I had a wedding ring which I gave to my daughter Susie. I also gave her my graduation pin of 1907. I think the school colors were orange and purple. I also had a bracelet with our initials on the inside: “A.L.J. to S.N.F.” The wedding ring also had the initials in it and the date of our marriage.
I had a round brooch or pin with crystal stones on the outside and a white stone in the middle. I wore it on my graduation picture. I also had a finger ring with a March birthstone. The stones came out and that was the end of those things.
What we gave each other for Christmas
The first year Abe gave me a silver tea set. I gave him a gold watch charm with a little charm at the end with his initials on it.
The second year he gave me a kerosene parlor lamp. It was green with red grapes and the shade had red bead fringes. He paid $6 for it and when we had sale in 1968, our oldest grandson, Harleigh Moyer, bought it for $50. We had it made into electric sometime. I gave him a horse blanket and a swivel chair.
The last year, he gave me a rocker for Christmas and a picture to hang on the wall which we still have and an umbrella for my birthday.
Now we start farm life
In April 1915 we moved to a farm back of Telford along the trolley road, which we bought from John A. Detweiler for $6000. It was a farm of 60 acres. A widowed lady had a $3000 dower or mortgage in the farm which could not be paid off as long as she lived. [We] paid 3% interest.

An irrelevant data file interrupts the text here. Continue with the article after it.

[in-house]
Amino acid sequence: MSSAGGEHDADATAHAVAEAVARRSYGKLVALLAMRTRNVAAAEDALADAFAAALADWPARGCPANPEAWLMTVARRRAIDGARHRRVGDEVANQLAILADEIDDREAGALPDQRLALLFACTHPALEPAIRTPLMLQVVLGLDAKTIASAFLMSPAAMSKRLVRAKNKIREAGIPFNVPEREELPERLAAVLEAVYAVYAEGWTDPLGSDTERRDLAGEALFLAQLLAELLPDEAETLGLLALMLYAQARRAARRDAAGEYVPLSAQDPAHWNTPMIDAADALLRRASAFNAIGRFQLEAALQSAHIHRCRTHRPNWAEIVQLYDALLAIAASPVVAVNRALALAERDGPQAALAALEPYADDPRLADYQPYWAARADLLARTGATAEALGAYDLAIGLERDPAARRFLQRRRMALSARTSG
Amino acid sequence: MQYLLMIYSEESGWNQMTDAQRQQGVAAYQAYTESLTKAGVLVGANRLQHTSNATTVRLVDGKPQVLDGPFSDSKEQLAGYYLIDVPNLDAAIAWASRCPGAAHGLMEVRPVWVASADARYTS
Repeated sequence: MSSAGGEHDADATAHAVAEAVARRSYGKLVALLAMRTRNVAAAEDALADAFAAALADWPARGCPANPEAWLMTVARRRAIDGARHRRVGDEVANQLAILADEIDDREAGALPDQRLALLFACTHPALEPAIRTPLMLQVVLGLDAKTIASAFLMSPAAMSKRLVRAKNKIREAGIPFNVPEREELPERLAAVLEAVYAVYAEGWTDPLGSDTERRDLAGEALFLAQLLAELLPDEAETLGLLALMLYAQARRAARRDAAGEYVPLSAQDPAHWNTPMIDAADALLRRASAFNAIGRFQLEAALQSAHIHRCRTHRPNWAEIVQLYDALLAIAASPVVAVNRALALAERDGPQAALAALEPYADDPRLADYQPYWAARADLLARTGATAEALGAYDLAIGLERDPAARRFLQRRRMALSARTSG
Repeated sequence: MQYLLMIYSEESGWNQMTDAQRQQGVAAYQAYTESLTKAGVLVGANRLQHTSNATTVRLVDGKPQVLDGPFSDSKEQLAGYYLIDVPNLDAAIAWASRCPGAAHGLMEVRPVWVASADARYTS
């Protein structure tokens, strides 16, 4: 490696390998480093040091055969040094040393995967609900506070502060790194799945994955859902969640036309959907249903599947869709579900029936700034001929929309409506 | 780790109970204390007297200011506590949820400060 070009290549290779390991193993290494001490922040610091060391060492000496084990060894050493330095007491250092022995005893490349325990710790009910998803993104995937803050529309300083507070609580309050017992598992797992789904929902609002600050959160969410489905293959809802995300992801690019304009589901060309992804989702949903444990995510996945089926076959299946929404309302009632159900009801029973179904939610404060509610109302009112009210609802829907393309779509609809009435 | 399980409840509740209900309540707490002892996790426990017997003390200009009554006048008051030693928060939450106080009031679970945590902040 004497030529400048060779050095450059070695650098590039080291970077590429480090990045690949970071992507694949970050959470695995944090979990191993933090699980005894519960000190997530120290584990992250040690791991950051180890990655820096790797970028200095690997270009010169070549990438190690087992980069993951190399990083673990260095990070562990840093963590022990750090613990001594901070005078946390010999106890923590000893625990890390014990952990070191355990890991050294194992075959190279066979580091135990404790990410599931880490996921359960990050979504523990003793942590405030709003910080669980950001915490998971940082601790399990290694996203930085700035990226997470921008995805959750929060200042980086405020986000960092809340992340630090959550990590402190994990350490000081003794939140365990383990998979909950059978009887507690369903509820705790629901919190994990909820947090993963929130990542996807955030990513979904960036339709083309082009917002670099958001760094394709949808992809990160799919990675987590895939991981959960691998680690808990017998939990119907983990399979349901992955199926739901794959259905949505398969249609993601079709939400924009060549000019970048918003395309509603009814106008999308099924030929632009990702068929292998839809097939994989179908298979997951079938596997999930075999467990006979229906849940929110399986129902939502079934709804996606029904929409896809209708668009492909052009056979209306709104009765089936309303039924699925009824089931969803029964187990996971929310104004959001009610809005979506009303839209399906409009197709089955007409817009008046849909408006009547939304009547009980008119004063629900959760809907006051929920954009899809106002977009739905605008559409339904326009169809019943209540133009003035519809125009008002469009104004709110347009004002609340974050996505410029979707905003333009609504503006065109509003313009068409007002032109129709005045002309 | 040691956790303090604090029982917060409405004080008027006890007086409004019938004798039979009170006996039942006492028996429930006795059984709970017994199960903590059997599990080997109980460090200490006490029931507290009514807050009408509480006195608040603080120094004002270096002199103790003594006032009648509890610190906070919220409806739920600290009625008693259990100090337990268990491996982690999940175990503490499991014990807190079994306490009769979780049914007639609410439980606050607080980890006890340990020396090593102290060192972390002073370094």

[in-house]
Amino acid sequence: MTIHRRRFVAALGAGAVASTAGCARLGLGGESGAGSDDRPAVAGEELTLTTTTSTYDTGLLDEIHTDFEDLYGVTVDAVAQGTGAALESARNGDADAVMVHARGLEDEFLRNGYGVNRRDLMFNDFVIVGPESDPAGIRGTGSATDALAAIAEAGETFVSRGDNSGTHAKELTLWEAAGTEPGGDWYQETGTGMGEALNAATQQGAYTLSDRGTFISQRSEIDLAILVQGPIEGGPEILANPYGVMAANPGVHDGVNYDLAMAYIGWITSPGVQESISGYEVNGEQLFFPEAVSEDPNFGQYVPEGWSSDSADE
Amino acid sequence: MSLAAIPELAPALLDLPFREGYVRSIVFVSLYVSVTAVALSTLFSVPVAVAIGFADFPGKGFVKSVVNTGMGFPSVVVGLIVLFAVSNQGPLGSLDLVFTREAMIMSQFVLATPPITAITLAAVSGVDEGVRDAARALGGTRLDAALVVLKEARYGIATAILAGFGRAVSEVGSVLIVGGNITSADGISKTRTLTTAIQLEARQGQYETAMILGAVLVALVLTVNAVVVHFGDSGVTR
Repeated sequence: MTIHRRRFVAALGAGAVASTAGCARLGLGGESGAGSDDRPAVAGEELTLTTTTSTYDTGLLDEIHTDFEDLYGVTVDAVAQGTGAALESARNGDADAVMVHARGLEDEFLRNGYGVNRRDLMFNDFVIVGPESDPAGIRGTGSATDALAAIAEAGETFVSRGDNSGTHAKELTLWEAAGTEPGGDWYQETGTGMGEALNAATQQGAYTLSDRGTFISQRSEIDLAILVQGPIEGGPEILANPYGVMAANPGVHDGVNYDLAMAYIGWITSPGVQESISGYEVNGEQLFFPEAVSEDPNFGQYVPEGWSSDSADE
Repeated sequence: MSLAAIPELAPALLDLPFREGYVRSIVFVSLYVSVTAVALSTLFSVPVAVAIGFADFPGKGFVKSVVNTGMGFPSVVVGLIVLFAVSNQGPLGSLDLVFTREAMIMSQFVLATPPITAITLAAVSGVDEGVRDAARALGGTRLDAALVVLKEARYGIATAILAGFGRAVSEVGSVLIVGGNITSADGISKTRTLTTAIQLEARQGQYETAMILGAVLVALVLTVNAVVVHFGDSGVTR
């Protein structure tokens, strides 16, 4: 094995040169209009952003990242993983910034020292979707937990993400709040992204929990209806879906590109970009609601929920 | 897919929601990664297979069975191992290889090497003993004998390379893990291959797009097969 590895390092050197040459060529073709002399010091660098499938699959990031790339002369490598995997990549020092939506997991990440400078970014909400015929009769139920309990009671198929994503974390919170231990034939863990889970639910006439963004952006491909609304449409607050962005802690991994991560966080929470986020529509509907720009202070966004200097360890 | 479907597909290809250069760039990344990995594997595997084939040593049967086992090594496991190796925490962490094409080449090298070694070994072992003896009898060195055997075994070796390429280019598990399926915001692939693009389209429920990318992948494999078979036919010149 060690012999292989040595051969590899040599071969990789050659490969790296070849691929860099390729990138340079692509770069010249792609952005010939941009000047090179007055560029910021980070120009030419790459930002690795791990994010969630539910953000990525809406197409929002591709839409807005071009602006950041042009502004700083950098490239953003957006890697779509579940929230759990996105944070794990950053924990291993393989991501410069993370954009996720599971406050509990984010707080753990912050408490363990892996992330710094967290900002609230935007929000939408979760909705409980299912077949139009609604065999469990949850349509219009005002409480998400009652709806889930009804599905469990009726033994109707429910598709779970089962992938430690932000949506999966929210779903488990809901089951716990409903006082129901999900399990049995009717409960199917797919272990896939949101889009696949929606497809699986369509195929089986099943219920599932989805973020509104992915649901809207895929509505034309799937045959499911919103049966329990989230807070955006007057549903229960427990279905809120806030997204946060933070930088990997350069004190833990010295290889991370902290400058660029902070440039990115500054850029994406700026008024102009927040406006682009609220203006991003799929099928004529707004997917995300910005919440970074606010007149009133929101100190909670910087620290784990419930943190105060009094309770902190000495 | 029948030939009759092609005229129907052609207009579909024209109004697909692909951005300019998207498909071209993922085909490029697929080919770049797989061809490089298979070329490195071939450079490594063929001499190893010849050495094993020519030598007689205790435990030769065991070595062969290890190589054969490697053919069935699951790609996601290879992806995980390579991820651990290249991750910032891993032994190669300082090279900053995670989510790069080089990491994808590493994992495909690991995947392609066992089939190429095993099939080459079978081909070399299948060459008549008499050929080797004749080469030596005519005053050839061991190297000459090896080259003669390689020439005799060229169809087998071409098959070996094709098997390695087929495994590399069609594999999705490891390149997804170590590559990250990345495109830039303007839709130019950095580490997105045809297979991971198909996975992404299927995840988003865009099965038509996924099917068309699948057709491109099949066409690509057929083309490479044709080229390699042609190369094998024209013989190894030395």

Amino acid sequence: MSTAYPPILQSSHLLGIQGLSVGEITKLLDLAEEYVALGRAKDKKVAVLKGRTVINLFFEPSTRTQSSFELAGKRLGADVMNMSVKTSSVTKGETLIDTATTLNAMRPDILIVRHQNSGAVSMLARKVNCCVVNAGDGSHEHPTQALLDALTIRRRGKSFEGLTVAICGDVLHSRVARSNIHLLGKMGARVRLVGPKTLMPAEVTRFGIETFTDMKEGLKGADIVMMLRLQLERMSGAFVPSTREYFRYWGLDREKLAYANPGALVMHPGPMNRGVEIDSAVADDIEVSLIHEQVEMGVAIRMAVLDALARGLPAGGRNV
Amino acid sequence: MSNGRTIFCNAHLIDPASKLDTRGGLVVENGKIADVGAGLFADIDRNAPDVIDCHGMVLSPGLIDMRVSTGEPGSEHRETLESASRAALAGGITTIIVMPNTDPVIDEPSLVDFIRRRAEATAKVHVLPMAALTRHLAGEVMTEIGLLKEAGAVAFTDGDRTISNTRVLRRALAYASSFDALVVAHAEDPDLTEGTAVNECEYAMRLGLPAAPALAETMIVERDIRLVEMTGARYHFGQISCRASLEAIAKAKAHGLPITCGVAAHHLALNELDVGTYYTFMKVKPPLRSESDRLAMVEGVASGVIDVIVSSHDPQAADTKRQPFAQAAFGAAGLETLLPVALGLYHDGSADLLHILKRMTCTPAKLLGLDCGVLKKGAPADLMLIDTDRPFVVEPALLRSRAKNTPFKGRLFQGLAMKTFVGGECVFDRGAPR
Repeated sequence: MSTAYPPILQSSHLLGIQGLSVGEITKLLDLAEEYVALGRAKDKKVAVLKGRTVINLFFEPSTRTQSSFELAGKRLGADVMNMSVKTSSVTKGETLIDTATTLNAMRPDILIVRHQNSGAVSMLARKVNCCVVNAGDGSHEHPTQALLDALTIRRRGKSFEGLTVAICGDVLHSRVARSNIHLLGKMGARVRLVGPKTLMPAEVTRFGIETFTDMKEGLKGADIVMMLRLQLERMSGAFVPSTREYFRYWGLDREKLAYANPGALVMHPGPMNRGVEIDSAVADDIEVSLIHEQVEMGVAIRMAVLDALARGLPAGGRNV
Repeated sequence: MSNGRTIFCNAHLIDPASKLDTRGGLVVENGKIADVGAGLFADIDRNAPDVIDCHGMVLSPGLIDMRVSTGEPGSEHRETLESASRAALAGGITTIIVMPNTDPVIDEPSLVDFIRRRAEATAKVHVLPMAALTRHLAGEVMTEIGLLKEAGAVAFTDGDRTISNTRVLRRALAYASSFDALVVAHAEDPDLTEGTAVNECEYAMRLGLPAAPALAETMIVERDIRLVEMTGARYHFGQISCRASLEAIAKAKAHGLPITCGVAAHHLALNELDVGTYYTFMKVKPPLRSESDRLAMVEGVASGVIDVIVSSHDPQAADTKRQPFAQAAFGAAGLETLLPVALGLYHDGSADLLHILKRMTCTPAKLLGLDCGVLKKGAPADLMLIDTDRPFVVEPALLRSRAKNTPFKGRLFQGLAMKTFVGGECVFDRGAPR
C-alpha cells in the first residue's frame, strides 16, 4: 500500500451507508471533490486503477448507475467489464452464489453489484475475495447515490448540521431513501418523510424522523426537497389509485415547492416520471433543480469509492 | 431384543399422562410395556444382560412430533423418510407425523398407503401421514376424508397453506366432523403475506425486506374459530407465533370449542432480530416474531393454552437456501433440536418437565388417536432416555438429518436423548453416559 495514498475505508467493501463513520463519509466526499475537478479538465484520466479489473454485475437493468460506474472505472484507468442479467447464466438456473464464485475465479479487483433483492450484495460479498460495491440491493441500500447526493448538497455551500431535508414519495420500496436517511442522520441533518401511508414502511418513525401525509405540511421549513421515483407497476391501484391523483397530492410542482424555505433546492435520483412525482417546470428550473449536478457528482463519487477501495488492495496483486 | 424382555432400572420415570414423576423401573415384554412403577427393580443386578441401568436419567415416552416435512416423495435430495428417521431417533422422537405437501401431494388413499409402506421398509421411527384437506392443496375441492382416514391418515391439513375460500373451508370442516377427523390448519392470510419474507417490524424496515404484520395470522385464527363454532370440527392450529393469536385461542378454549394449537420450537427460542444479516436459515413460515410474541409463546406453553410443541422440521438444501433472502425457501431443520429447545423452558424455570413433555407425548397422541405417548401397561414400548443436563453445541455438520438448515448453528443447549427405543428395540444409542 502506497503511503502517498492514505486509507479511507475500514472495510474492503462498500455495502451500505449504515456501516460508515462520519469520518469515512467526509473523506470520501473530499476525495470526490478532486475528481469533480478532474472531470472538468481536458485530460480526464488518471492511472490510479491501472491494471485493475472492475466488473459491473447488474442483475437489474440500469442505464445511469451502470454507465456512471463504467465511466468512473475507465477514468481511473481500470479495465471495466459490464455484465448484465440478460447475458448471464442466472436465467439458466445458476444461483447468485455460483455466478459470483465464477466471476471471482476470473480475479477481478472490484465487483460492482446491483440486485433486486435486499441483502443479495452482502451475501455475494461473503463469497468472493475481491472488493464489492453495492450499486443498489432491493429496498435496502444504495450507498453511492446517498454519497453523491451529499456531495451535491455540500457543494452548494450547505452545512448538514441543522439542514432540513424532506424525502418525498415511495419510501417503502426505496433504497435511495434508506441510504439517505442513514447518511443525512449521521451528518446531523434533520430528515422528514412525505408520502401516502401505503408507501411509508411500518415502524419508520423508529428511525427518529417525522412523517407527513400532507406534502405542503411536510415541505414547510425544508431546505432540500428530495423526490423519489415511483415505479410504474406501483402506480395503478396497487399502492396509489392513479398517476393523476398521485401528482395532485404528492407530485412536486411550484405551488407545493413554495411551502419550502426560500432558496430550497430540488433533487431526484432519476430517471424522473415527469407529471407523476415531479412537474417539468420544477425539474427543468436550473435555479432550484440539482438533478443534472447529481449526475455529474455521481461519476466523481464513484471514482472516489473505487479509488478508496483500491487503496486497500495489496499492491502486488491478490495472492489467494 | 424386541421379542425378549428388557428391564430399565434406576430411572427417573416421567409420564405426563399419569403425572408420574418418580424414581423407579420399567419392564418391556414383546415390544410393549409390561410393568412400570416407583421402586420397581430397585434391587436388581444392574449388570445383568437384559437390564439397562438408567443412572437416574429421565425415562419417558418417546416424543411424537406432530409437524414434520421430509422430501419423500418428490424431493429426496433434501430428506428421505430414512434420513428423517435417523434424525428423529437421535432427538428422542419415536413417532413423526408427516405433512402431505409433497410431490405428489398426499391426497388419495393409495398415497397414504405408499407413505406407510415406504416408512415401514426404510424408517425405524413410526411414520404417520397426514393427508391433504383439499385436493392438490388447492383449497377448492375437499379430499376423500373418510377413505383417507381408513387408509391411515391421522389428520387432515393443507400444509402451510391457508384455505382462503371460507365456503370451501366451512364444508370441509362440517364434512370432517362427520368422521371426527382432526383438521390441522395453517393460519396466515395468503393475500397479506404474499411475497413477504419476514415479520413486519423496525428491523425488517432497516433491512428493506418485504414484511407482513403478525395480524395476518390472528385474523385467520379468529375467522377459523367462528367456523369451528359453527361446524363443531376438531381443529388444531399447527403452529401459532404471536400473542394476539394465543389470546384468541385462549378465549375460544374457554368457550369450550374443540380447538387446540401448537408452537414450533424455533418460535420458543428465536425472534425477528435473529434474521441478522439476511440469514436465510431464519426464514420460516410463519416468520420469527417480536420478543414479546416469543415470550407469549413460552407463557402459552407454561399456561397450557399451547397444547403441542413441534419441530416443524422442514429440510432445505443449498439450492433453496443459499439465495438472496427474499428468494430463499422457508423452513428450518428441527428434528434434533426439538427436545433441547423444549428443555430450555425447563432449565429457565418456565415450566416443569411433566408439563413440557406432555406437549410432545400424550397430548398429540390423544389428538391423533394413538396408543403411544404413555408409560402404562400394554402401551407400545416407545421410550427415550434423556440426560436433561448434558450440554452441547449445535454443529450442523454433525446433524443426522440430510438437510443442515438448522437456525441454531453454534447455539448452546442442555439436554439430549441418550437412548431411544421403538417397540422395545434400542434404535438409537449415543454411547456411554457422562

There was clapboard fence around the house which hung toward sundown. Later we tore the fence down and got galvanized fence to keep the chickens out. The lawns weren’t very even. I used a hand lawn mower. Abe said I wore out a couple lawn mowers to mow over these uneven places. I mowed around the barn and out the lane. There was a rail fence along the lane and there were mulberry trees and also red cherry trees. They used to put a load of hay under the trees. That is how they picked most of them. They did not take time to pick cherries….
We lived on the farm thirty-one years.
I must tell you what we did before we had electric with kerosene lamps and lantern. Every Saturday morning we had to wash the globes of lamps and lanterns and fill them with kerosene and trim the wicks to last for another week. We had a hanging lamp in the kitchen and had night lamps to go to bed, so you always had to have matches handy.